“Already, our budget projections for 2020 anticipates a debt service sum of 2.45trillion, an amount higher than the 2.14 trillion earmarked for capital expenditure.
“And even though our debt-to-Gross Domestic Product (GDP) ratio, which currently stands at 28 percent, is still below the average in Africa, our revenue-to-GDP ratio remains low.”
The Finance Minister Zainab Ahmed however, believes the current debt profile is sustainable, comparing it to our GDP.
“Currently, Nigeria’s debt is at N25 trillion; that is about $83 billion. And at $83 billion, we are just at 18.99%…so 19% debt to GDP. I hear people say Nigeria has a debt problem. We don’t have a debt problem. What we have is a revenue challenge and the whole of this government is currently working on how to enhance our revenues, to ensure that we meet our obligation to service government as well as to service debt.”
Former Vice President and defeated PDP Presidential aspirant, Atiku Abubakar during the week piled criticism on the government’s borrowing.
“I have said it time and again. The business of government is too serious to be left in the hands of politicians. We must all ask questions because if they throw away the future, it is not going to be their future they are throwing away, it will be all our futures.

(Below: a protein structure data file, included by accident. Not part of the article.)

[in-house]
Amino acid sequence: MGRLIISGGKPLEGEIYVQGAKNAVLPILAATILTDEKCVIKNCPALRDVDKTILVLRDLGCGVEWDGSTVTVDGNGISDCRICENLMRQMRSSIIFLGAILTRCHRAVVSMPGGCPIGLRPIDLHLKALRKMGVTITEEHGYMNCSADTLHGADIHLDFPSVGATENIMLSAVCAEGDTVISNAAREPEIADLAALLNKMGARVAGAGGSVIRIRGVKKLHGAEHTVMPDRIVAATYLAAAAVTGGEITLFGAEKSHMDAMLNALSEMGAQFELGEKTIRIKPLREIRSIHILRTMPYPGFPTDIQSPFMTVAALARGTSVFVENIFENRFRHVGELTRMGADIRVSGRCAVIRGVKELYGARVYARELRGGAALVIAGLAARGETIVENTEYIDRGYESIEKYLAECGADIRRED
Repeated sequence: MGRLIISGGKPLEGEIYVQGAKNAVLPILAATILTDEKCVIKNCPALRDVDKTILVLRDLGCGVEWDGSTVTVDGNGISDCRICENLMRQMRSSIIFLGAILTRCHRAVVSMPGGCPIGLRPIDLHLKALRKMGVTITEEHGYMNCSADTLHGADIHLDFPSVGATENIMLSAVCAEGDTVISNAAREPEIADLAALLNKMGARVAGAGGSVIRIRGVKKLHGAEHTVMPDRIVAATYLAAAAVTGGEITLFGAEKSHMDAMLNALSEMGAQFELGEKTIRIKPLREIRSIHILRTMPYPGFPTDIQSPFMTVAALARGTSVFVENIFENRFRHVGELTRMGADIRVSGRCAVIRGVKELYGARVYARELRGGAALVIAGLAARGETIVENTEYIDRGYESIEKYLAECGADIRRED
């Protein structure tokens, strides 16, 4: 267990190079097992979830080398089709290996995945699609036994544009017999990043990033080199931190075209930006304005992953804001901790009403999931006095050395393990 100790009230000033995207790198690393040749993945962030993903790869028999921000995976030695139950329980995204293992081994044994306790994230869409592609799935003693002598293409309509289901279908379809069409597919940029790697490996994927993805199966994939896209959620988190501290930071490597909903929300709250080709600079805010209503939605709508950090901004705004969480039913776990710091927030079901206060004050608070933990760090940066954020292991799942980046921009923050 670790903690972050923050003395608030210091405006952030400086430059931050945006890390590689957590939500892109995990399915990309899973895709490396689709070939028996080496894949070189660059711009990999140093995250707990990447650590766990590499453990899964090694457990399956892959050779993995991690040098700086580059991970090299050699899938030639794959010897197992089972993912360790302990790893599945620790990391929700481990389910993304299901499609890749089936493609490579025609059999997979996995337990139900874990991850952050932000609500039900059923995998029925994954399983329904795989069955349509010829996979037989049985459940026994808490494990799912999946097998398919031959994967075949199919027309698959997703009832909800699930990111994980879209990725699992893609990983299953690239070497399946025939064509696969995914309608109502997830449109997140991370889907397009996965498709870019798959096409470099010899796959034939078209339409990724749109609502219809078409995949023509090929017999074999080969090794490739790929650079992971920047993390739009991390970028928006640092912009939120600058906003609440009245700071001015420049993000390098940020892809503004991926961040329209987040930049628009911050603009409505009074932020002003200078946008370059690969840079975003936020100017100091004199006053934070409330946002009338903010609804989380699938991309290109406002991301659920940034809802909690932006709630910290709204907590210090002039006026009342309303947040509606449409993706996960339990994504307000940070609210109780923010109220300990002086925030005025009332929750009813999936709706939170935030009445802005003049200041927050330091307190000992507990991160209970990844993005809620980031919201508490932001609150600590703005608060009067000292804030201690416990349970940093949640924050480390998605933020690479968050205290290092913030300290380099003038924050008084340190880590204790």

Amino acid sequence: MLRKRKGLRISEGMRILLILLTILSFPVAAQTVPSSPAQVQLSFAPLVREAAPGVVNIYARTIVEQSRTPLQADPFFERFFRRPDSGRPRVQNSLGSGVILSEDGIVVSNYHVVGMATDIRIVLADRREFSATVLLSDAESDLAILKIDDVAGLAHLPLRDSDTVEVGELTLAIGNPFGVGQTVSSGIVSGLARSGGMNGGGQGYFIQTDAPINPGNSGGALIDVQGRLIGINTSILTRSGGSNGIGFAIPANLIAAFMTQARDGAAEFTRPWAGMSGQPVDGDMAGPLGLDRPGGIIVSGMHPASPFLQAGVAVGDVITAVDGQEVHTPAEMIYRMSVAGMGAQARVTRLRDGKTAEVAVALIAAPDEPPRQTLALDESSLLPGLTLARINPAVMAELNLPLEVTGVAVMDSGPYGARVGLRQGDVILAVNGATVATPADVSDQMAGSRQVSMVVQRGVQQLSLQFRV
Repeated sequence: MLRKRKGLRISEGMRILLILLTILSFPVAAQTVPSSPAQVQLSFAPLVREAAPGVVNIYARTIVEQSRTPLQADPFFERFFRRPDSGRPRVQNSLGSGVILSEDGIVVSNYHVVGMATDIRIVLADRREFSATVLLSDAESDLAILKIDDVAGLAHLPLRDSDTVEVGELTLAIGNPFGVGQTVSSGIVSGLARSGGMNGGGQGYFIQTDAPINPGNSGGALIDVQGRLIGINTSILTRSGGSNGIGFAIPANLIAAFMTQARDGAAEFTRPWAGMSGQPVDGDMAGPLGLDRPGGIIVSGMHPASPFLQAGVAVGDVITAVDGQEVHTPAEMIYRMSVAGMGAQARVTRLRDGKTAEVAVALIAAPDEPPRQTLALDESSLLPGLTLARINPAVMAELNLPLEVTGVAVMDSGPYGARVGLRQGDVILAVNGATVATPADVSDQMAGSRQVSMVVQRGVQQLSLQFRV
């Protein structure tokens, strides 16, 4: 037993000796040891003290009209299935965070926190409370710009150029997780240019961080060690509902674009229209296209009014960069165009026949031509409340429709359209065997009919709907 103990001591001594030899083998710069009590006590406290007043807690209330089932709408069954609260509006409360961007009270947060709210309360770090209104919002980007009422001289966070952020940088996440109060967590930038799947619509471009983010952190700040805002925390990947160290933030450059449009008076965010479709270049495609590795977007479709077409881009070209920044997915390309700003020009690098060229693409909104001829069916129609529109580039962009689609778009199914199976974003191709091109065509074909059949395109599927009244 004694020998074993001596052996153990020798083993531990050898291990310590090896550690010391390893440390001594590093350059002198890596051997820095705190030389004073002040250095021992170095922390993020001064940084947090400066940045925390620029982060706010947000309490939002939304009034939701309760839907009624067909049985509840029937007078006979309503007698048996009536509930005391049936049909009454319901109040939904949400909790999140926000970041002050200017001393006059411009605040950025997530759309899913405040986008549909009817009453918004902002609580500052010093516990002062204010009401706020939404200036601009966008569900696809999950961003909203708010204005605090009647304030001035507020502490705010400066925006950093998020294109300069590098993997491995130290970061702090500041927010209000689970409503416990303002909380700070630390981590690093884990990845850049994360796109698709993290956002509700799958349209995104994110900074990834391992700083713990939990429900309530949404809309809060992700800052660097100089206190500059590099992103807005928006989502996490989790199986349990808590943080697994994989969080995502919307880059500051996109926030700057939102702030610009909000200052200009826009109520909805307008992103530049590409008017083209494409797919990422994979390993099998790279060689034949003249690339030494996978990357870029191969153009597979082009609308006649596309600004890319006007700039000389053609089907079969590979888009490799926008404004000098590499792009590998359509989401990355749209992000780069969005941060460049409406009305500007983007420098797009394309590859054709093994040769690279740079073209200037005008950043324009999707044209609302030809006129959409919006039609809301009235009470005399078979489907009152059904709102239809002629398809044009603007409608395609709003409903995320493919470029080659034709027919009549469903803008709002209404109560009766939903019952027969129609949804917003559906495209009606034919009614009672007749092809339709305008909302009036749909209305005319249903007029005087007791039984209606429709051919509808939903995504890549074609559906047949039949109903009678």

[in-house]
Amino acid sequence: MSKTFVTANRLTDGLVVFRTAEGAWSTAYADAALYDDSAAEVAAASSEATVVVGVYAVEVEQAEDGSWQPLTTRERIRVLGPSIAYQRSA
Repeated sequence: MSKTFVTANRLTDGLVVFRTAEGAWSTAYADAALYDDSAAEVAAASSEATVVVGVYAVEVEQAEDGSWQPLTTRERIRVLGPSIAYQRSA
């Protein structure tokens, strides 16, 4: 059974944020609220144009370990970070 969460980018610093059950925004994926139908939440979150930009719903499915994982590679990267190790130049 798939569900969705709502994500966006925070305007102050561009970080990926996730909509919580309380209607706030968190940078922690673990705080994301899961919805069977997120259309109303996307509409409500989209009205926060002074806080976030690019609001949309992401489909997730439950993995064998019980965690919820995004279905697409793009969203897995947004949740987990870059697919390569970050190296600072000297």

“The fact that Nigeria currently budgets more money for debt servicing (N2.7 trillion), than we do on capital expenditure (N2.4 trillion) is already an indicator that we have borrowed more money than we can afford to borrow. And the thing is that debt servicing is not debt repayment. Debt servicing just means that we are paying the barest minimum allowable by our creditors.
What this means: Nigeria’s rising foreign debt profile should be a worry to investors and businesses and must be watched closely. The country’s ability to repay these loans will continue to be harder as it increases especially now that it is costing about 9%. The immediate risk for investors is the exchange rate which could be the first to suffer should the government struggle to repay its loans.